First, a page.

“That is why I would encourage some factories to work at night. The only problem we have are the high prices of electricity caused by the expensive money the Bujagali developers used. We shall get a solution for it.
“With this better base of electricity and the improved roads, we are now, for the first time, in a position to decisively tackle the haemorrhage by attracting and incentivizing investors that will save the huge money in dollars that we are currently donating to India, China, UAE, Japan, EU, USA, etc. ─ a total of US$5.528 billion per year.
“This huge amount of money goes for textiles (US$888million), leather goods (US$0.22million), fruit products (US$20.2million), second hand cars (US$568.7million), carpets, etc. etc. All these can now be made here.
“Fortunately, the investors are there. They just need a good atmosphere for investing. What is the good atmosphere needed? First of all, now that the electricity is abundant, we need to ensure that it is cheap for, at least, manufacturing ─ not more than 5 US cents per unit. This, we have started implementing.” The president confirmed.
The contractor undertaking the construction of Karuma Hydroelectric Power Station has pledged to construct hospitals to help residents of Karuma community. Chinese construction firm Sinohydro Corporation is undertaking the construction of the 600MW dam.
“In the next 3years, we will commit to construct hospitals and schools worth millions of dollars for the communities which together with Karuma Project will form a significant part of our monument”. Deng Chang-Yi the Deputy Manager of Sino Hydro said.
Deng Chang-Yi was speaking at Karuma Primary school in Northern Uganda during an event at which the Corporation offered free medical care and treatment to hundreds of resident from both banks of Karuma dam.
The medical day, which is part of the Company’s CSR initiatives, saw a team of Chinese Medical Experts including doctors and nurses from China, spend Saturday diagnosing a myriad of ailments and administering treatment to the people of Kamdini and Kiryadongo districts.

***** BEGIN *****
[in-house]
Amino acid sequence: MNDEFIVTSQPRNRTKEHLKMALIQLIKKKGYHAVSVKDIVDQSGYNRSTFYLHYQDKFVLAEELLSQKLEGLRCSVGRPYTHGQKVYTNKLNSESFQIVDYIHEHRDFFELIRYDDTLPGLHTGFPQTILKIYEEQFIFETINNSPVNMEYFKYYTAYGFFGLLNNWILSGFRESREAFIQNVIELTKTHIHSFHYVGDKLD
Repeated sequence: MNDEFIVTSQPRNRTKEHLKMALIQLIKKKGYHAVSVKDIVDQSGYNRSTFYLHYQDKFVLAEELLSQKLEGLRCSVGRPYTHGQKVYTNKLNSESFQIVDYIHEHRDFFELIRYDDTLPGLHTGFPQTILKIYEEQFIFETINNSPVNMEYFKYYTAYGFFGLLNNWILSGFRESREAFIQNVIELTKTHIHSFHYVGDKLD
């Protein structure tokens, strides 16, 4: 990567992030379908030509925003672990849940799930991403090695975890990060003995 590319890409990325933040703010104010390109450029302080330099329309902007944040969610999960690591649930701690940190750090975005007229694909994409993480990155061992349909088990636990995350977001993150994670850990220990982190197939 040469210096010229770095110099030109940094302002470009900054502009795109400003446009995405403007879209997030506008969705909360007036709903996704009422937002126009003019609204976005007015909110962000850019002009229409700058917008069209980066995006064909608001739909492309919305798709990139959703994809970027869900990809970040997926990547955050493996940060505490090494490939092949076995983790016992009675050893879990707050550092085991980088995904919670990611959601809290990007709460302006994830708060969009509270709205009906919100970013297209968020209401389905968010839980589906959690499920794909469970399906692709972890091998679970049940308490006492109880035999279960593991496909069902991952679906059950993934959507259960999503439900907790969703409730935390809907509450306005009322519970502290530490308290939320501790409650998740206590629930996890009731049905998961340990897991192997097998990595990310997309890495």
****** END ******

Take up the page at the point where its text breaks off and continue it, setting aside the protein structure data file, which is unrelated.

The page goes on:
Deng Chang-Yi said the Company’s mandate has not ended with construction of the dam but also extended to improving the living conditions of the people around the project area. He added that they have integrated CSR in their operation and strategic planning.
“The neighboring communities have been with us every step of the way. As a gesture of good will and part of our commitment to “give back” to the supporting communities. To date, we have made donations of school supplies and learning materials to Karuma Primary School, drilled boreholes and wells for the Village around Karuma.
We have also renovated several access roads for the adjoining villages and provided road accident rescueincluding the initiation of this Free Medical Service. All these activities are aimed at enhancing our bond and fostering a harmonious environment,” Deng Chang-Yi said.
Isaac Mwesigwa, Uganda Electricity Generation Company limited (UEGCL)’s Sociologist, hailed Sinohydro for the good gesture of providing free medical services to communities but urged them to keep it in regular basis.
He said government is working on a Community Development Action Plan that will see most of the health centers in both banks of the project upgraded. Chu Mao Ming, the Political Counselor of the Chinese Embassy in Uganda said the Free Medical Day was a demonstration of the cordial relationship Uganda has with the People’s Republic of China.